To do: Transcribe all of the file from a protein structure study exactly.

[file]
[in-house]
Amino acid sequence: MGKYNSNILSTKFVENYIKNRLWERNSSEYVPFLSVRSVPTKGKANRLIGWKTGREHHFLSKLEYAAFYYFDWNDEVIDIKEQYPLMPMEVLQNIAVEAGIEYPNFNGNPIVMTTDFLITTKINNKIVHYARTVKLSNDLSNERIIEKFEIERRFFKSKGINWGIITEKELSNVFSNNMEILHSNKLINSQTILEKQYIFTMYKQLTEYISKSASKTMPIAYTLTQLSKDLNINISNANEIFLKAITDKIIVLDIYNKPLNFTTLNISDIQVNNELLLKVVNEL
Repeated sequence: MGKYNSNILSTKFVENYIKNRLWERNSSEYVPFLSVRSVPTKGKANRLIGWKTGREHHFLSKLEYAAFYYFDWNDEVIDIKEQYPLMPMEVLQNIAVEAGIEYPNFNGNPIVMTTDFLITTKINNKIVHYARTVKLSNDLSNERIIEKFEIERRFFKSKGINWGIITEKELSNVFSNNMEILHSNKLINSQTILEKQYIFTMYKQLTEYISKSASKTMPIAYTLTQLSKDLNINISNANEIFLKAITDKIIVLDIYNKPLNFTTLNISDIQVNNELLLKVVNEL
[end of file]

[in-house]
Amino acid sequence: MGKYNSNILSTKFVENYIKNRLWERNSSEYVPFLSVRSVPTKGKANRLIGWKTGREHHFLSKLEYAAFYYFDWNDEVIDIKEQYPLMPMEVLQNIAVEAGIEYPNFNGNPIVMTTDFLITTKINNKIVHYARTVKLSNDLSNERIIEKFEIERRFFKSKGINWGIITEKELSNVFSNNMEILHSNKLINSQTILEKQYIFTMYKQLTEYISKSASKTMPIAYTLTQLSKDLNINISNANEIFLKAITDKIIVLDIYNKPLNFTTLNISDIQVNNELLLKVVNEL
Repeated sequence: MGKYNSNILSTKFVENYIKNRLWERNSSEYVPFLSVRSVPTKGKANRLIGWKTGREHHFLSKLEYAAFYYFDWNDEVIDIKEQYPLMPMEVLQNIAVEAGIEYPNFNGNPIVMTTDFLITTKINNKIVHYARTVKLSNDLSNERIIEKFEIERRFFKSKGINWGIITEKELSNVFSNNMEILHSNKLINSQTILEKQYIFTMYKQLTEYISKSASKTMPIAYTLTQLSKDLNINISNANEIFLKAITDKIIVLDIYNKPLNFTTLNISDIQVNNELLLKVVNEL